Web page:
A book on the relation between art history and aesthetics, with a sample chapter on the reasons art historians don't attend aesthetics conferences.
Art History versus Aesthetics
(New York: Routledge, 2005)
This book is vol. 1 of the Art Seminar series (see the series page for more information).
The relation between aesthetics and art history is partly institutional (the two are divided in Western universities, although they are often mingled in Chinese and other Asian universities) and partly philosophic (because one attends to properties that are said to be universal, and the other attends to how those properties have been understood at different times and places). These differences are a large, unresolved problem in the study of art practice, art theory, and art criticism.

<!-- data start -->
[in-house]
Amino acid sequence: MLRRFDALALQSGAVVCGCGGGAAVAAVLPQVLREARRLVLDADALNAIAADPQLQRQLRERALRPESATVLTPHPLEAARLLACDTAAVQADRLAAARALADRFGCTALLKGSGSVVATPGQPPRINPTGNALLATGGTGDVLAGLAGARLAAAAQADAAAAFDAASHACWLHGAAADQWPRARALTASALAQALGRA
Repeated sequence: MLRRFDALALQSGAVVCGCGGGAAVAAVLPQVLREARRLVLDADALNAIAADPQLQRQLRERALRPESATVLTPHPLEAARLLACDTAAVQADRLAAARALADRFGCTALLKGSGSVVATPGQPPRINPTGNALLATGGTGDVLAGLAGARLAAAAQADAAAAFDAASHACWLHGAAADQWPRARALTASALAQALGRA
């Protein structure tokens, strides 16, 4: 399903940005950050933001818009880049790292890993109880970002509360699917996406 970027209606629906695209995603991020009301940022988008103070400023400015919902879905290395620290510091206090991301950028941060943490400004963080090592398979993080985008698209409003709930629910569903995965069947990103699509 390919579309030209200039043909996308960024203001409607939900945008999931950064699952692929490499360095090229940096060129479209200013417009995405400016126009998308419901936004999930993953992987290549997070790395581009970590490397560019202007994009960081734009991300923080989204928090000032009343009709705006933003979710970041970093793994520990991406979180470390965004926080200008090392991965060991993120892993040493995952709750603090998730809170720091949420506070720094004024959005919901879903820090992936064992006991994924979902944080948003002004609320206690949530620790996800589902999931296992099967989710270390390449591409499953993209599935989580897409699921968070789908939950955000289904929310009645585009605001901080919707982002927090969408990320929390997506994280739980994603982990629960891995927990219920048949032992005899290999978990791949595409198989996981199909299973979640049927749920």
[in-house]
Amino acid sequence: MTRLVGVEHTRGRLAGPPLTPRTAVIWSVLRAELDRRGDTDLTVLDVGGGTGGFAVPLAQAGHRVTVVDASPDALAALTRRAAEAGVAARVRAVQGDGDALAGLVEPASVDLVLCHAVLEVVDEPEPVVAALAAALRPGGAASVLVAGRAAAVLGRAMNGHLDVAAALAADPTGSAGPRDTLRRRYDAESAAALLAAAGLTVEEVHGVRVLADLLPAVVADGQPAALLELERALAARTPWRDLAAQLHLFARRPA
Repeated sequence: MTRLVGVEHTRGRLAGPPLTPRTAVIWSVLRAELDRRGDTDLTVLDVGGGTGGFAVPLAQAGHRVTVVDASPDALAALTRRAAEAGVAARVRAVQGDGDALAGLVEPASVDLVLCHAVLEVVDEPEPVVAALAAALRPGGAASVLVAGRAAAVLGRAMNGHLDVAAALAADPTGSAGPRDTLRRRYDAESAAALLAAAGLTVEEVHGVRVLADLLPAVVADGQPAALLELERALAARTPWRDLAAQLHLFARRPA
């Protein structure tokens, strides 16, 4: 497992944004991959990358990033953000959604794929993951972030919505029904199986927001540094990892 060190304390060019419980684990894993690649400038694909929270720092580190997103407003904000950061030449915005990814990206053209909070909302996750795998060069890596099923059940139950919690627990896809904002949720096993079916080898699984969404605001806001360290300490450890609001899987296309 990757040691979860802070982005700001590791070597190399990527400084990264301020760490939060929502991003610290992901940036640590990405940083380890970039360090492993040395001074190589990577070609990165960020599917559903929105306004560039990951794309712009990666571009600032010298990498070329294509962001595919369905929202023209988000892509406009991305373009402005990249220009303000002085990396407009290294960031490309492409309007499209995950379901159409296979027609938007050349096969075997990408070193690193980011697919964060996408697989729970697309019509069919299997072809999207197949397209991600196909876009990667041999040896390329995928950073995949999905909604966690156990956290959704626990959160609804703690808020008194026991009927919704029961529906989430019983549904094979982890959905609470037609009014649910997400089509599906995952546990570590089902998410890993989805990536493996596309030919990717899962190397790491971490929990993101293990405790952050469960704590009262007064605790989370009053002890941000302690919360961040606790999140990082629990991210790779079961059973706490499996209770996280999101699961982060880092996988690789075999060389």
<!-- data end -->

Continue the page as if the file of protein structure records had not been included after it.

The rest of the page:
This book centers on a panel discussion about the relation between art history and aesthetics; there is an Introduction by Robert Gero, Afterwords by Jay Bernstein and Marc Redfield, and assessments by Arthur Danto, Thierry De Duve, Diarmuid Costello, Andrew Benjamin, Stephen Melville, Adrian Rifkin, Paul Crowther, Wendy Steiner, John Hyman, Richard Woodfield, Anna Dezeuze, Keith Moxey, Matthew Rampley, and about twenty others (New York: Routledge, 2005).
The essay posted here, "Why Don't Art Historians Attend Aesthetics Conferences?" is a chapter in the book.
(The images on this page are samples of aesthetics journals, the kinds that are not routinely read by art historians.)